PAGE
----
Two top U.S. airlines on Wednesday posted sizable fourth-quarter losses despite cash grants from the federal government as carriers absorbed the financial impact of the Sept. 11 attacks on the World Trade Center and Pentagon. 

The results showed just how difficult the quarter was for airlines, analysts said, after the crash of four jetliners put the industry into a tailspin. Fourth-quarter revenues dropped precipitously as passengers either flew less or paid less for their tickets. 

Still, the losses were less than what Wall Street expected. 

AMR Corp., the Fort Worth, Texas-based parent of American Airlines and TWA, posted a record quarterly net loss of $798 million as revenues dropped to $3.8 billion from $4.9 billion a year ago. AMR is the world's largest airline. 

Chief Executive Donald Carty had warned employees last month that the fourth-quarter loss would be ``very very big.'' 

That figure included one-time items, charges for idling planes and government cash aid of $29 million, made available by the $15 billion federal bailout package enacted shortly after the attacks. 

AMR's per share net loss was $5.17, down from a net profit of $47 million, or 29 cents a share, in the year-ago quarter. Excluding special items, the net loss for AMR was $734 million, or $4.75 per share.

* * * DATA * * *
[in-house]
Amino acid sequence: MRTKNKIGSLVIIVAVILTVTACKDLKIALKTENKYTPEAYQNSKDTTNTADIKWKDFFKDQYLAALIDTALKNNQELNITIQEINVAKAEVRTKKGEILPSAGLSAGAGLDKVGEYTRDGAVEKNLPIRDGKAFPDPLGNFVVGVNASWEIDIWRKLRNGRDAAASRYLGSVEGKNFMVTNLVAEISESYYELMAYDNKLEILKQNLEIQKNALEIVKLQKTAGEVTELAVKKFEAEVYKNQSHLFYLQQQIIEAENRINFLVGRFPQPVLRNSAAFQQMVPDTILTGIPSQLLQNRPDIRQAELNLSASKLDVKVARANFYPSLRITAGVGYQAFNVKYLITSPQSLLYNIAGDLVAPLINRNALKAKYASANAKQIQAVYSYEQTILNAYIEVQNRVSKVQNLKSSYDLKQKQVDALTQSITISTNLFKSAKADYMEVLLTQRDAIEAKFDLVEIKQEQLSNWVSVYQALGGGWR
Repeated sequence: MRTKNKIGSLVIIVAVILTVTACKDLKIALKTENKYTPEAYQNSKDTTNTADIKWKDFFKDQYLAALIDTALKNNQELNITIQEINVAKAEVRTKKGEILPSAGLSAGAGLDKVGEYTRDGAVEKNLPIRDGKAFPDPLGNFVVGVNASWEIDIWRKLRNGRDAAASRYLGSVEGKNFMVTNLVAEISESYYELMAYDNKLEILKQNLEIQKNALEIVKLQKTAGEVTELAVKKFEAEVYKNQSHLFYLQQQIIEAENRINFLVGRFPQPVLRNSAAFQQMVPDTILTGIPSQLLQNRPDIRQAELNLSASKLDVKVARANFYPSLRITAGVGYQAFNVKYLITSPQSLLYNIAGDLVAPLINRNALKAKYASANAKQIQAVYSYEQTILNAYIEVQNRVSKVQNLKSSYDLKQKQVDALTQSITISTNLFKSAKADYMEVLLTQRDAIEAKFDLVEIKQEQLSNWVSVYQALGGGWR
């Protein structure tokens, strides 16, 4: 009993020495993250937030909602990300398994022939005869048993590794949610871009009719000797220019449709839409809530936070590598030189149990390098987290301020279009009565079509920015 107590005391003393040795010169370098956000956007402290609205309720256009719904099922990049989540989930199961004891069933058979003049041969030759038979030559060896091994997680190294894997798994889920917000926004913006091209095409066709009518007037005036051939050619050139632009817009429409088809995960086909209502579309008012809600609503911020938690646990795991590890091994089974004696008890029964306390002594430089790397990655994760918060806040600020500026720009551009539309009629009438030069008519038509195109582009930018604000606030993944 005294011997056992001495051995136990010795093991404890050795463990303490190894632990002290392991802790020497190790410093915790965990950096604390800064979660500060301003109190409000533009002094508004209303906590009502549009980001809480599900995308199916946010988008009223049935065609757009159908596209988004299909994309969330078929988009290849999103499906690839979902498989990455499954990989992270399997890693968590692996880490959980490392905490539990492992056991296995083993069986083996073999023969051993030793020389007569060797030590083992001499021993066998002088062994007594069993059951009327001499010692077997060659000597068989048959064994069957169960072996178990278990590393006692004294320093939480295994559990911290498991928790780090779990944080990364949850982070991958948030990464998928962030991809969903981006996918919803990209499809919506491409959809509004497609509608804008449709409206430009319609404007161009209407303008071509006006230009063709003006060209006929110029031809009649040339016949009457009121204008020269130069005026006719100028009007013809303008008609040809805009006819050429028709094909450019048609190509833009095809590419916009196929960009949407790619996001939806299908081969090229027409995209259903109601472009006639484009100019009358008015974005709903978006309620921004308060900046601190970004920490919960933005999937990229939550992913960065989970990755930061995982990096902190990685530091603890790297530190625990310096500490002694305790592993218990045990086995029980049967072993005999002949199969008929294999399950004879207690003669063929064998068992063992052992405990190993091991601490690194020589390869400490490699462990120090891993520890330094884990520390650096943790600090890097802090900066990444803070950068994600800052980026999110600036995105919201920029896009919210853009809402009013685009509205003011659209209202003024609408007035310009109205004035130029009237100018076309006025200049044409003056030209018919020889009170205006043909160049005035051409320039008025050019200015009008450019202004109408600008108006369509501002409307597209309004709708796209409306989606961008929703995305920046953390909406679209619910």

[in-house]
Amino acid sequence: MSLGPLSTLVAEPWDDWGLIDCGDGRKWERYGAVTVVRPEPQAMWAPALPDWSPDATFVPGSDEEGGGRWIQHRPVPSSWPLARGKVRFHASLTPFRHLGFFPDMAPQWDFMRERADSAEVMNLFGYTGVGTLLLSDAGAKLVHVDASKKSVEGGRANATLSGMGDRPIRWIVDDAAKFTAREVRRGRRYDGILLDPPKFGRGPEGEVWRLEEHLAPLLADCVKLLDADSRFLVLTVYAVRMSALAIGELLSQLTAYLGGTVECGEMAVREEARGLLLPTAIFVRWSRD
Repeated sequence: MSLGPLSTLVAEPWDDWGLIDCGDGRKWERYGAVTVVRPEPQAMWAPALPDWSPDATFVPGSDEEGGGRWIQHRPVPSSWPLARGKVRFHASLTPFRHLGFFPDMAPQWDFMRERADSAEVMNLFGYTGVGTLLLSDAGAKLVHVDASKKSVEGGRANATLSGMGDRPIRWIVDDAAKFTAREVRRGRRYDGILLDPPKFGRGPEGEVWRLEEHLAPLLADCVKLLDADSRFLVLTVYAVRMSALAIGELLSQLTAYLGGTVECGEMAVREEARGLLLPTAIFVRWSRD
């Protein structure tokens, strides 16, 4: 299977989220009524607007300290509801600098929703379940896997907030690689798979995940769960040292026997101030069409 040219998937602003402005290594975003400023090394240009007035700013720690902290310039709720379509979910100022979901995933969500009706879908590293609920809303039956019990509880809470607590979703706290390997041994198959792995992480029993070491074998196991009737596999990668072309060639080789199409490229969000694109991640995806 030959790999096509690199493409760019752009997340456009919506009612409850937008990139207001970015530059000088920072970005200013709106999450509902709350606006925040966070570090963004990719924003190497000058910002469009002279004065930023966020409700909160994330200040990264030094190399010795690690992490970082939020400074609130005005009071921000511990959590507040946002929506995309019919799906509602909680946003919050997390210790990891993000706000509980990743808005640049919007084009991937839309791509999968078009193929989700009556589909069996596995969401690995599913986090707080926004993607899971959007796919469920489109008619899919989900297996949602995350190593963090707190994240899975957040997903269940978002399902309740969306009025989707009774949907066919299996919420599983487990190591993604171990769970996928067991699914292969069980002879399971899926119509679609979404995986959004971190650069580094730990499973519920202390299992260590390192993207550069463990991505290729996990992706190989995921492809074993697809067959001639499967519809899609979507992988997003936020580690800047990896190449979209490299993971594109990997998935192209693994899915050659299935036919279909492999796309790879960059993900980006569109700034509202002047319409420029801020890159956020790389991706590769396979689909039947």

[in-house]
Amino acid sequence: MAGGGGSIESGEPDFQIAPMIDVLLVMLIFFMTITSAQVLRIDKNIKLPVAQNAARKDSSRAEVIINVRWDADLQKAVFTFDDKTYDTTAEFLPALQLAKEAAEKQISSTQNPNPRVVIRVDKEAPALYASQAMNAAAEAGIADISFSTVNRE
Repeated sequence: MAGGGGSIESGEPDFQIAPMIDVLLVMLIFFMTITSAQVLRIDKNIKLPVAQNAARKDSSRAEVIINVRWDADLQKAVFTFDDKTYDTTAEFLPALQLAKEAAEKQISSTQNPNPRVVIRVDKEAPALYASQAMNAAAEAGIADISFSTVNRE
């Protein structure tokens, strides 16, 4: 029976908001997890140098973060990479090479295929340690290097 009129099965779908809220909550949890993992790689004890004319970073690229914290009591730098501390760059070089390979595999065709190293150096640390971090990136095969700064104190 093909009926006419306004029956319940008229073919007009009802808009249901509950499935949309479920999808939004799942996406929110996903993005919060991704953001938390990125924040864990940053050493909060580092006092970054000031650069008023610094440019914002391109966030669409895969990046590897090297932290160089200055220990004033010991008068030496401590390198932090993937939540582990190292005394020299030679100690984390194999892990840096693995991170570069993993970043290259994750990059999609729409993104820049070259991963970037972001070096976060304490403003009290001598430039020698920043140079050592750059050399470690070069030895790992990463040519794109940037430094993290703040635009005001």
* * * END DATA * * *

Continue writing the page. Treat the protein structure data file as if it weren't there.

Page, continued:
Thomson Financial/First Call, which tracks earnings estimates, had pegged the consensus estimate at a loss of $5.08 per share. 

Continental Airlines Inc., the fifth-largest U.S. carrier, posted a net loss of $149 million or $2.58 per share, including the government cash aid of $174 million and charges of $61 million for aircraft and other items. 

Revenues at Houston-based Continental fell to $1.74 billion from $2.43 billion in the year-ago quarter. 

Excluding the grant and special items, Continental's loss was $220 million or $3.81 per share, compared with a First Call estimate of a loss of $4.49 per share. 

FIGURES MAY SET TONE 

Despite the losses, Merrill Lynch airline analyst Michael Linenberg said the results at both carriers were better than he expected. 

``Although Continental's results reflected a tough operating environment, there appeared to be no surprises,'' Linenberg said. ``More importantly, we are encouraged by the improvement in revenues.'' 

At AMR, better-than-expected results were cost-driven, he said. ``In spite of the loss during the quarter, AMR stated that it is encouraged by a number of signs but still has a long way to go before returning to profitability. We do not expect the company to be profitable on an annual basis until 2003.